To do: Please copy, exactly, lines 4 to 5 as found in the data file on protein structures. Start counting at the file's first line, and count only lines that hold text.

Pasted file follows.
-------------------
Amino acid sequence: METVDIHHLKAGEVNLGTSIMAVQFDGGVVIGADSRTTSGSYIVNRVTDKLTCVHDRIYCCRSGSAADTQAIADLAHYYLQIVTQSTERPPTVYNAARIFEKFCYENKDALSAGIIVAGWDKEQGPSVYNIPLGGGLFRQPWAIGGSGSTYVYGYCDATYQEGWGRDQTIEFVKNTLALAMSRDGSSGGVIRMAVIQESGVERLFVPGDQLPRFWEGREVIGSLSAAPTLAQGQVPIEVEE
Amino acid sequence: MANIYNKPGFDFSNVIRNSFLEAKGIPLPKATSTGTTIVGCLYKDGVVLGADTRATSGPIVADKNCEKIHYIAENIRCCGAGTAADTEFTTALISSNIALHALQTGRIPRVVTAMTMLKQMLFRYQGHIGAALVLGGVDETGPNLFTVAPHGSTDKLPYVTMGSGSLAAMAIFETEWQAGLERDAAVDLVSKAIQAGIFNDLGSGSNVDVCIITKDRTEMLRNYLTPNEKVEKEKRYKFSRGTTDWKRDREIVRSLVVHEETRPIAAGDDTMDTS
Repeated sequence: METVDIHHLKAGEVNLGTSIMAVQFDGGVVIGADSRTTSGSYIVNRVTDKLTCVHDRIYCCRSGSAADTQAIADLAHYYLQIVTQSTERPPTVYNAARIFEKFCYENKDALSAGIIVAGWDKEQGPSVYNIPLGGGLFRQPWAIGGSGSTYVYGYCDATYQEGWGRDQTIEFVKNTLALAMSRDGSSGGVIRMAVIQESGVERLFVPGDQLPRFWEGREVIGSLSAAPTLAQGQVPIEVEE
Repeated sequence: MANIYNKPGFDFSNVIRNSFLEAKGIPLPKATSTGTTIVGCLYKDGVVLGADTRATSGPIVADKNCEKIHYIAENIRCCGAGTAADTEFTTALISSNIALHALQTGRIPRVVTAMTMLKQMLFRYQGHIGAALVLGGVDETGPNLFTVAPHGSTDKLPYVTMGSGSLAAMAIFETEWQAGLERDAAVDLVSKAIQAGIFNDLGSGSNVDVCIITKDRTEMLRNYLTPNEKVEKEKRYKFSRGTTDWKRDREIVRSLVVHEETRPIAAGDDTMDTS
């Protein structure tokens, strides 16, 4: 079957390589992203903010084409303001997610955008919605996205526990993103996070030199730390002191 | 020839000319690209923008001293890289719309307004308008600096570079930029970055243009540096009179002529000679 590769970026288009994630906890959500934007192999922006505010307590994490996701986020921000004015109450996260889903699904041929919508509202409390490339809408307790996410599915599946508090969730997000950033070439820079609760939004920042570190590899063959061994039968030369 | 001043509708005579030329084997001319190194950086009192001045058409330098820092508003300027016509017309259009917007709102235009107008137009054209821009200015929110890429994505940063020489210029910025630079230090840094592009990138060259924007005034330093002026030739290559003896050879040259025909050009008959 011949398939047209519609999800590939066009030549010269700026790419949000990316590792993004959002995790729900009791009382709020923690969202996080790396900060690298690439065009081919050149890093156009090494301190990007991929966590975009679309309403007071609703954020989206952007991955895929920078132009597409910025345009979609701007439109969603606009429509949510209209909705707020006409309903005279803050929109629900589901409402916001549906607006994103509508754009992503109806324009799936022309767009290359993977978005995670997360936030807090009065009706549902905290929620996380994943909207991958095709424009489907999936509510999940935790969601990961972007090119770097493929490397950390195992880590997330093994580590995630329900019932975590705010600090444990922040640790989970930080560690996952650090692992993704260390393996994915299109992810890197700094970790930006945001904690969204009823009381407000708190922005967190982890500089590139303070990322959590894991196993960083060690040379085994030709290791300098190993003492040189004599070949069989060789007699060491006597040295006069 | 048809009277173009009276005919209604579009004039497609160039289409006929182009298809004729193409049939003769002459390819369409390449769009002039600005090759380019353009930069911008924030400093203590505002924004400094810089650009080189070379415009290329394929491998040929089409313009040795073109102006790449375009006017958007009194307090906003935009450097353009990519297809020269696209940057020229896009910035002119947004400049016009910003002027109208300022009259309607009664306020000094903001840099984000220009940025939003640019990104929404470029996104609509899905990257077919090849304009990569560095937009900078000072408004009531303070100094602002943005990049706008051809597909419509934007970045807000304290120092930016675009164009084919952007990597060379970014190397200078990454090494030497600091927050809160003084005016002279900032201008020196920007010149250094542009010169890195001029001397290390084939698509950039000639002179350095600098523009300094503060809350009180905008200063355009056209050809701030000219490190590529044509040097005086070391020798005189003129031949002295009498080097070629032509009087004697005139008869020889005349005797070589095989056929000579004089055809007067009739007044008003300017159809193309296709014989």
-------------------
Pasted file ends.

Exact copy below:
Repeated sequence: MANIYNKPGFDFSNVIRNSFLEAKGIPLPKATSTGTTIVGCLYKDGVVLGADTRATSGPIVADKNCEKIHYIAENIRCCGAGTAADTEFTTALISSNIALHALQTGRIPRVVTAMTMLKQMLFRYQGHIGAALVLGGVDETGPNLFTVAPHGSTDKLPYVTMGSGSLAAMAIFETEWQAGLERDAAVDLVSKAIQAGIFNDLGSGSNVDVCIITKDRTEMLRNYLTPNEKVEKEKRYKFSRGTTDWKRDREIVRSLVVHEETRPIAAGDDTMDTS
């Protein structure tokens, strides 16, 4: 079957390589992203903010084409303001997610955008919605996205526990993103996070030199730390002191 | 020839000319690209923008001293890289719309307004308008600096570079930029970055243009540096009179002529000679 590769970026288009994630906890959500934007192999922006505010307590994490996701986020921000004015109450996260889903699904041929919508509202409390490339809408307790996410599915599946508090969730997000950033070439820079609760939004920042570190590899063959061994039968030369 | 001043509708005579030329084997001319190194950086009192001045058409330098820092508003300027016509017309259009917007709102235009107008137009054209821009200015929110890429994505940063020489210029910025630079230090840094592009990138060259924007005034330093002026030739290559003896050879040259025909050009008959 011949398939047209519609999800590939066009030549010269700026790419949000990316590792993004959002995790729900009791009382709020923690969202996080790396900060690298690439065009081919050149890093156009090494301190990007991929966590975009679309309403007071609703954020989206952007991955895929920078132009597409910025345009979609701007439109969603606009429509949510209209909705707020006409309903005279803050929109629900589901409402916001549906607006994103509508754009992503109806324009799936022309767009290359993977978005995670997360936030807090009065009706549902905290929620996380994943909207991958095709424009489907999936509510999940935790969601990961972007090119770097493929490397950390195992880590997330093994580590995630329900019932975590705010600090444990922040640790989970930080560690996952650090692992993704260390393996994915299109992810890197700094970790930006945001904690969204009823009381407000708190922005967190982890500089590139303070990322959590894991196993960083060690040379085994030709290791300098190993003492040189004599070949069989060789007699060491006597040295006069 | 048809009277173009009276005919209604579009004039497609160039289409006929182009298809004729193409049939003769002459390819369409390449769009002039600005090759380019353009930069911008924030400093203590505002924004400094810089650009080189070379415009290329394929491998040929089409313009040795073109102006790449375009006017958007009194307090906003935009450097353009990519297809020269696209940057020229896009910035002119947004400049016009910003002027109208300022009259309607009664306020000094903001840099984000220009940025939003640019990104929404470029996104609509899905990257077919090849304009990569560095937009900078000072408004009531303070100094602002943005990049706008051809597909419509934007970045807000304290120092930016675009164009084919952007990597060379970014190397200078990454090494030497600091927050809160003084005016002279900032201008020196920007010149250094542009010169890195001029001397290390084939698509950039000639002179350095600098523009300094503060809350009180905008200063355009056209050809701030000219490190590529044509040097005086070391020798005189003129031949002295009498080097070629032509009087004697005139008869020889005349005797070589095989056929000579004089055809007067009739007044008003300017159809193309296709014989």